In the same way that what we see is often not what we get, risotto doesn’t look like much. My Particular Friend commented once about how it always looks so unassuming, this plate full of rice, until you fork some up and experience it firsthand.

This risotto is definitely like that.

First of all, it is the most basic of fall flavors – pumpkin – but if you find that objectionable you’ll have to build a bridge and get over it (see Recipe Notes). Then a little warming spice and some salty cheese. This isn’t just the plate of rice that you see at the top of this post. You will just have to experience it for yourself.

Pumpkin Risotto With Chilis In Adobo


6-8 cups vegetable stock

Splash of olive oil

1 medium onion, diced small

Splash cooking sherry or white wine (1/4 cup? ish?)

2 cups arborio rice

1/2 cup pumpkin purée (see Recipe Notes)

1-  2 T puréed  chipotle in adobo (see Recipe Notes)

Optional: 2 tablespoons butter

Cotija cheese (for serving; see Recipe Notes)


Place stock in a pot and warm to near boiling.

Heat olive oil in a pan and add diced onion; season with salt and pepper. Sauté until nearly translucent, and then add arborio rice and toast, stirring constantly. Toast until rice is light brown and begins to release a nutty fragrance.

Add a splash of sherry or white wine and stir until the wine is nearly gone.

Add heated stock, a ladleful at a time, stirring constantly. Don’t cheat, and don’t listen to that “no-stir” risotto bullshit. It’s bullshit. Stir your rice.

Keep adding stock and stirring until just before rice reaches al dente. You can test this by tasting, but another way is to take one grain of rice and smear it on a cutting board. The rice should smear away except for one little white speck in the middle. That’s al dente. Stop just before that.

Add pumpkin purée and adobo purée and stir until fully combined. Continue adding stock until rice is al dente, and then remove from heat and stir in your (optional) two tablespoons of butter (leave it out and this dish is vegan, without the cheese). Season with black pepper and a little salt.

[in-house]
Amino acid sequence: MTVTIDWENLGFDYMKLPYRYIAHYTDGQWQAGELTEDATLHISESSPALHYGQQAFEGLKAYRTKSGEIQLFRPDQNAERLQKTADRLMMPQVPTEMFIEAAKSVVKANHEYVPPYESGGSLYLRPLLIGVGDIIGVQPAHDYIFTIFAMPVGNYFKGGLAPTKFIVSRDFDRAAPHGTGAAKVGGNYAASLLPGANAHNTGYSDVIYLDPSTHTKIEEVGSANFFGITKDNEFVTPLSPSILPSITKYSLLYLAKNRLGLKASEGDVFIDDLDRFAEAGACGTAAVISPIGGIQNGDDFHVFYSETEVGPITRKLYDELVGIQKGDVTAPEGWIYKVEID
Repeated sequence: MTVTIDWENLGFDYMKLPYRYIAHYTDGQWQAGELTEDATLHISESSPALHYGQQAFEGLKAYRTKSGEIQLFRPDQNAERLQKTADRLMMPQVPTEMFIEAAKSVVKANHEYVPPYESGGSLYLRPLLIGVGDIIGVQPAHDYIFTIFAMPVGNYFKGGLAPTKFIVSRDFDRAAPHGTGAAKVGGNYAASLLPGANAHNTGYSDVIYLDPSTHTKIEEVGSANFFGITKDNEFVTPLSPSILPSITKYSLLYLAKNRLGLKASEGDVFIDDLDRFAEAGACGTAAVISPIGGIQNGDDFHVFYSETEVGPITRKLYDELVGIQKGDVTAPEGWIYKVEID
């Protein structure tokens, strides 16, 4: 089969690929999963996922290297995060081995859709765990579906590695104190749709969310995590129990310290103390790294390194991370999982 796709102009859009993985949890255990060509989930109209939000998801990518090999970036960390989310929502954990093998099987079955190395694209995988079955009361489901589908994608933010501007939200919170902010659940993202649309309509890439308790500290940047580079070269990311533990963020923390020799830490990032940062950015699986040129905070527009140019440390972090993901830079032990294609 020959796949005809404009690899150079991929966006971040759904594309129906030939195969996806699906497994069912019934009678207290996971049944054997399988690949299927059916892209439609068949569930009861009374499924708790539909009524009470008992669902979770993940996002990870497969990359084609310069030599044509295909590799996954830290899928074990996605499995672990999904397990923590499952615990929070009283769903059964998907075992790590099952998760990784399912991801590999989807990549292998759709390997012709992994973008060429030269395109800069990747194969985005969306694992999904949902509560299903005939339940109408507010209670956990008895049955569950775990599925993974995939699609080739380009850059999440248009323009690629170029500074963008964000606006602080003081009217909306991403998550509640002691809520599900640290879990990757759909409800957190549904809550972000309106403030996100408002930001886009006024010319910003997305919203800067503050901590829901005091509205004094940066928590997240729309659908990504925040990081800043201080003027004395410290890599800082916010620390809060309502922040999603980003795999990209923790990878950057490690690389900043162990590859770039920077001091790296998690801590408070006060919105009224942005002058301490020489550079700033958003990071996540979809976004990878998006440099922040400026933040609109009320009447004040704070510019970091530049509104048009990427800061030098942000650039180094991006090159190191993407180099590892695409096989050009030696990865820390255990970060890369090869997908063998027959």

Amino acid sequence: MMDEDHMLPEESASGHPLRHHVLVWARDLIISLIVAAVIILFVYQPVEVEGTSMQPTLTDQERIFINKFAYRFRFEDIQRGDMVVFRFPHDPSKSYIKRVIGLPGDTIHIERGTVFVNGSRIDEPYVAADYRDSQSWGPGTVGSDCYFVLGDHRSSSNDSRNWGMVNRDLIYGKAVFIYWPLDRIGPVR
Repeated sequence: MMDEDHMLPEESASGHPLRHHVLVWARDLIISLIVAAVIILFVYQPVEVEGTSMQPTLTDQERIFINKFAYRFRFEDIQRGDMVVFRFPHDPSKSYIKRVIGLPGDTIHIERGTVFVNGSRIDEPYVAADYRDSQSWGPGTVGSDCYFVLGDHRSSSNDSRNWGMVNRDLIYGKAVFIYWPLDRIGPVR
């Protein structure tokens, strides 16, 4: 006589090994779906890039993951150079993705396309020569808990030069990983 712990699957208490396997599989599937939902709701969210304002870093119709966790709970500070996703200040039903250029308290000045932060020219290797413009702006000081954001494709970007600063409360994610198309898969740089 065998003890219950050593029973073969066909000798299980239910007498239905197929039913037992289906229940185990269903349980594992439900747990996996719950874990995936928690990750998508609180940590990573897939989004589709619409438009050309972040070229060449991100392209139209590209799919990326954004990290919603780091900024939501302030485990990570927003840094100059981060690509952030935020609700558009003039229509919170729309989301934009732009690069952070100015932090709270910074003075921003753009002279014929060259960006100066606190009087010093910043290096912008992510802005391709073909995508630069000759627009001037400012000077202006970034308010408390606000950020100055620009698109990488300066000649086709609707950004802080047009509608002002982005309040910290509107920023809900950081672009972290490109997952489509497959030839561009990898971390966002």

Crumble cotija and serve. Also optional to add a little fresh cilantro.

Recipe Notes

  • I use vegetable stock because I am cooking for a vegetarian, but chicken stock works fine.
  • A word on pumpkin puree: I used this because I had leftover from a batch of ice cream, but you could make your own butternut squash purée or even use tiny diced cubes of sugar pumpkins or butternut squash. This is largely a matter of preference and time.
  • No one knows what to do with a huge can of chipotle peppers in adobo, so here’s a pro-tip. Open the can when you get it, dump the entire thing in a blender/food processor, and purée . Freeze in ice cube trays and use in soups, sauces, etc.
  • I didn’t have cotija, so I used crumbled feta from Prima Foods: hands down the single best feta I have ever had. You can use whatever you like, but don’t skip the cheese (unless you’re making this vegan). Tames the heat and adds some salt.





On Writing, Friendship, And The Perfect Pumpkin Doughnut

We probably could have used some doughnuts. #RoughNight

“The urge to write has to be stronger and more compelling than the belief that no one wants to hear your stories.”

I woke up this morning after a wretched night of sleep with this thought fully formed in my head. It was such a revelation to me, so astonishing in its truth, simplicity, and application to my current stage of life that I felt compelled to write it down and share it, thus proving the message itself.

Developing recipes, learning everything as I go (including some very basic cooking skills), finding new culinary projects: that has never been hard.

The hard part, as with everything I have written about life and grief and death and yoga and parenting, is the overwhelming doubt that anyone gives a rat’s ass about what I have to say.

I will pause here to assure my three loyal readers that I am not looking for encouragement or a pat on the back. 

The point is that the act of creation – of food, of words, of art – has to be so terrifyingly urgent as to make incomprehensibly unimportant the doubt of reaching an audience who cares. 

Creation doesn’t care about click-throughs, page views, and bounce rate.